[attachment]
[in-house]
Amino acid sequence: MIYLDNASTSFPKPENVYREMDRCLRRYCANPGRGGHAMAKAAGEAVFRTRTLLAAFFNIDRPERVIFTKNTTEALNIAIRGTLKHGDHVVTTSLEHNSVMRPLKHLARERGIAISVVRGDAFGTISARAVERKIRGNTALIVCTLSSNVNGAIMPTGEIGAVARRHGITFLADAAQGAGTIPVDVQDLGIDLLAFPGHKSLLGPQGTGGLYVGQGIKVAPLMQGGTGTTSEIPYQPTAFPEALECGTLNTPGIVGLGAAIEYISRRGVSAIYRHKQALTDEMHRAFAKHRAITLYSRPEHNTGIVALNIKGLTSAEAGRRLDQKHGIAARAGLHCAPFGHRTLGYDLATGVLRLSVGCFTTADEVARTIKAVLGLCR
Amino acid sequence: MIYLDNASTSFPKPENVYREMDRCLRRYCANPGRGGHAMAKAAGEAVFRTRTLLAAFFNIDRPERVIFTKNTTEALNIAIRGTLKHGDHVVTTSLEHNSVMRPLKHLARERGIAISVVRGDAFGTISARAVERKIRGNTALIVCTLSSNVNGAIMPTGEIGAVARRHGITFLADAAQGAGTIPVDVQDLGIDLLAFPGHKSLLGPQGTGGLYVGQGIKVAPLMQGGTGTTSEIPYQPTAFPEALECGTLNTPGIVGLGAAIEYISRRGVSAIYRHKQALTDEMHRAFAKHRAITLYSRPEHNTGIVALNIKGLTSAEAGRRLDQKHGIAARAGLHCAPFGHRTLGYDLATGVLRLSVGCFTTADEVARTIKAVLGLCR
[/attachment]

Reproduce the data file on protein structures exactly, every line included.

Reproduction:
[in-house]
Amino acid sequence: MIYLDNASTSFPKPENVYREMDRCLRRYCANPGRGGHAMAKAAGEAVFRTRTLLAAFFNIDRPERVIFTKNTTEALNIAIRGTLKHGDHVVTTSLEHNSVMRPLKHLARERGIAISVVRGDAFGTISARAVERKIRGNTALIVCTLSSNVNGAIMPTGEIGAVARRHGITFLADAAQGAGTIPVDVQDLGIDLLAFPGHKSLLGPQGTGGLYVGQGIKVAPLMQGGTGTTSEIPYQPTAFPEALECGTLNTPGIVGLGAAIEYISRRGVSAIYRHKQALTDEMHRAFAKHRAITLYSRPEHNTGIVALNIKGLTSAEAGRRLDQKHGIAARAGLHCAPFGHRTLGYDLATGVLRLSVGCFTTADEVARTIKAVLGLCR
Amino acid sequence: MIYLDNASTSFPKPENVYREMDRCLRRYCANPGRGGHAMAKAAGEAVFRTRTLLAAFFNIDRPERVIFTKNTTEALNIAIRGTLKHGDHVVTTSLEHNSVMRPLKHLARERGIAISVVRGDAFGTISARAVERKIRGNTALIVCTLSSNVNGAIMPTGEIGAVARRHGITFLADAAQGAGTIPVDVQDLGIDLLAFPGHKSLLGPQGTGGLYVGQGIKVAPLMQGGTGTTSEIPYQPTAFPEALECGTLNTPGIVGLGAAIEYISRRGVSAIYRHKQALTDEMHRAFAKHRAITLYSRPEHNTGIVALNIKGLTSAEAGRRLDQKHGIAARAGLHCAPFGHRTLGYDLATGVLRLSVGCFTTADEVARTIKAVLGLCR